NCAR-Boulder and NASA are using hi-tech aircraft to help improve Front Range air quality.


KUSA - Have you been buzzed by a large, slow-flying airplane? From now until mid-August, we'll be seeing some low flights as researchers study our summer air quality.

Denver and other areas along the Front Range have ozone levels higher than the Environmental Protection Agency considers to be healthy. Even when ozone levels are not high, moderate amounts sustained over long periods of time can create respiratory health issues in people.

Beyond the health impacts, recent studies have shown that high ground-level ozone decreases crop yields, which would have a significant economic impact here in Colorado.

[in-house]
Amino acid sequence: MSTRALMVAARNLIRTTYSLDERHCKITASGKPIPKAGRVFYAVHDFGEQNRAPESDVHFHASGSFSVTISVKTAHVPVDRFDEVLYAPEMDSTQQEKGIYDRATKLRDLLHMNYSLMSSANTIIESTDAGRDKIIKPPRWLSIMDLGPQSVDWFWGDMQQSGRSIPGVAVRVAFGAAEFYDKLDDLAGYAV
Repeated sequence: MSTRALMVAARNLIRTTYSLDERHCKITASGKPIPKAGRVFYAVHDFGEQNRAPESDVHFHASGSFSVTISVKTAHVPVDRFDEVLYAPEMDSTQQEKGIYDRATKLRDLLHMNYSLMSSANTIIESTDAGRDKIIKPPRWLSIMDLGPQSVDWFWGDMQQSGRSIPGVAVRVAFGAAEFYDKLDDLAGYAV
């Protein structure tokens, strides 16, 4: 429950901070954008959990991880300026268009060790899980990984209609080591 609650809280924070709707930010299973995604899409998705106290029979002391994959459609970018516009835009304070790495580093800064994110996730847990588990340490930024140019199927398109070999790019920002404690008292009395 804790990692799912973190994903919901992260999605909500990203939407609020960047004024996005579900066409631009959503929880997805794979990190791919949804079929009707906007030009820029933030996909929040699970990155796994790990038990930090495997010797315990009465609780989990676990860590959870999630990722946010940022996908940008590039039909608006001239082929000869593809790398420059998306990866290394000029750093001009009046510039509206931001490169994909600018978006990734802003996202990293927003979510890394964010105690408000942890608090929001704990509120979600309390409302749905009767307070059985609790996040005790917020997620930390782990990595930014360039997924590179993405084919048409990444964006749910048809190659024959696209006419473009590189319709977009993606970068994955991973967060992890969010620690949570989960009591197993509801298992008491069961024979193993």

There are two airplanes you will see flying as low as 1,000 feet above the ground; a C-130 operated by the National Center for Atmospheric Research and an Orion P-3, which is a NASA aircraft. It may be possible to see both planes on any given day because the researchers plan to fly both at the same time to make the most observations in the shortest time.

If you'd like to see the planes yourself, there is an open house on Saturday, Aug. 2 from 8 a.m. until noon at the NCAR hangar located at the Rocky Mountain Metropolitan Airport, 10802 Airport Court, Broomfield.

There is more information about the open house here:

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